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Choosing the perfect Hydrangea

08 Dec, 2021

Hydrangeas come in a remarkable variety of shapes and sizes. If you are a fan of the classic mopheads, lacecaps and compact snowballs, or the more unusual oakleafs or paniculata, there is something stunning for every garden setting.

Our Top Varieties

Snow Ball

Growing only 1m high, this is one of the smallest hydrangeas, which makes it perfect for small gardens. The deep green foliage is beautifully offset by huge white blooms.

Renate Steiniger

With large blue mophead flowers, Renate Steiniger is one of the most sought-after varieties and grows to around 1.5m tall.

Raspberry Crush

Growing to 60cm x 60cm, this small variety produces brilliant raspberry-coloured blooms against compact, green foliage.

Bridal Bouquet

Bridal Bouquet has large creamy white flowers that bloom from spring until late summer. These are one of the best hydrangeas to use as cut flowers, and they can grow to 1.2m high.

Ayesha

This striking bush can grow to 1.8m tall. It has unusual globular flowers with a mild fragrance, which range from cream to pink and blue depending on the pH of the soil.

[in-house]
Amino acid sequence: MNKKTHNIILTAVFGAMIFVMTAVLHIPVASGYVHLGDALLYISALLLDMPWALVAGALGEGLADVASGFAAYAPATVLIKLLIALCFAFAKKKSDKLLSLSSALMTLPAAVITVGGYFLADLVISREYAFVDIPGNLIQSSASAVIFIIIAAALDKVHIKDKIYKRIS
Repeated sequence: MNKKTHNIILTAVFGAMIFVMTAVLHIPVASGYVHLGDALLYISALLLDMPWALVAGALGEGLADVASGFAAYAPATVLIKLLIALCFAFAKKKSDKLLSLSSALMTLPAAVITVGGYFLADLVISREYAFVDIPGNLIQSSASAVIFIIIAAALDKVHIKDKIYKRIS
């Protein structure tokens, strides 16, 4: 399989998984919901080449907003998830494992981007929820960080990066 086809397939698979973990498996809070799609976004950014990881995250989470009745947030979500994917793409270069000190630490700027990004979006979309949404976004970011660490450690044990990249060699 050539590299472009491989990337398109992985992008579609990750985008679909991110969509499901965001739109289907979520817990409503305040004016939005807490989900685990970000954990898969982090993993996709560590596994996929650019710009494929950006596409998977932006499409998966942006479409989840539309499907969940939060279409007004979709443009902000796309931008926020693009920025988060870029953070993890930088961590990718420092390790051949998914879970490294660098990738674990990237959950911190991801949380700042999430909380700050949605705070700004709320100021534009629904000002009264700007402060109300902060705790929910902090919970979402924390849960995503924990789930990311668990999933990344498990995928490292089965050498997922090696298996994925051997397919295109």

Nightingale

Growing to 1.5m tall, this variety has deep blue-purple lacecaps with soft green foliage on a bush with upright growth habit. Tolerant to sun and coastal conditions, Nightingale is known to have the best blue lacecap blooms.

Tips to Help You Grow Well

Most hydrangeas need part sun to full shade and like to be in free-draining soil that is rich in organic matter. Choose a spot where you want colour in the summer, but are fine with it being a little bare in winter.


Planting

Hydrangeas (much like roses) are best planted in the ground. If you have clay soil, dig the hole twice as deep and wide as the pot it comes in, put a handful of Claybreaker Gypsum in the bottom, and backfill halfway with a mix of compost and the clay soil. Sprinkle a handful of Kings 24 +fertiliser, and then fill the remaining hole with the compost/clay mix. Mulch with Living Earth More ThanMulch, then water deeply to finish.


Care

Once established, your hydrangeas won’t need a lot of maintenance. Feed from early spring to early autumn with Kings Fast Food Liquid Fertiliser, or Kings Rose Food. If you have an older hydrangea, you can strengthen the colour with Yates pinking or blueing agents. Water once or twice every two weeks, and when the hydrangea shrubs lose their leaves for a well-earned rest in winter, cut back two-thirds of the new growth to improve growth and blooms for the following year.


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